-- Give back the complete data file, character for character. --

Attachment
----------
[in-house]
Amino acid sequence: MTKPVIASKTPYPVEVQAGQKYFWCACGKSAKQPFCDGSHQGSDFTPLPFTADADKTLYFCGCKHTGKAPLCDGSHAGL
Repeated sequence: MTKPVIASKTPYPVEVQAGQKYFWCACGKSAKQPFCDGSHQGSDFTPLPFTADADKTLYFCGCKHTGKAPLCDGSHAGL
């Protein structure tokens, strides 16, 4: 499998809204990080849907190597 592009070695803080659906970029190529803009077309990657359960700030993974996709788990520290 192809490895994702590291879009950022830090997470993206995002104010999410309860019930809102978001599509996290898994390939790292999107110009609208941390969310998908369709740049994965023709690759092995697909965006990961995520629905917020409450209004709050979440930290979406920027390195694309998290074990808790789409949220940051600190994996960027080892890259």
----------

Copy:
[in-house]
Amino acid sequence: MTKPVIASKTPYPVEVQAGQKYFWCACGKSAKQPFCDGSHQGSDFTPLPFTADADKTLYFCGCKHTGKAPLCDGSHAGL
Repeated sequence: MTKPVIASKTPYPVEVQAGQKYFWCACGKSAKQPFCDGSHQGSDFTPLPFTADADKTLYFCGCKHTGKAPLCDGSHAGL
């Protein structure tokens, strides 16, 4: 499998809204990080849907190597 592009070695803080659906970029190529803009077309990657359960700030993974996709788990520290 192809490895994702590291879009950022830090997470993206995002104010999410309860019930809102978001599509996290898994390939790292999107110009609208941390969310998908369709740049994965023709690759092995697909965006990961995520629905917020409450209004709050979440930290979406920027390195694309998290074990808790789409949220940051600190994996960027080892890259």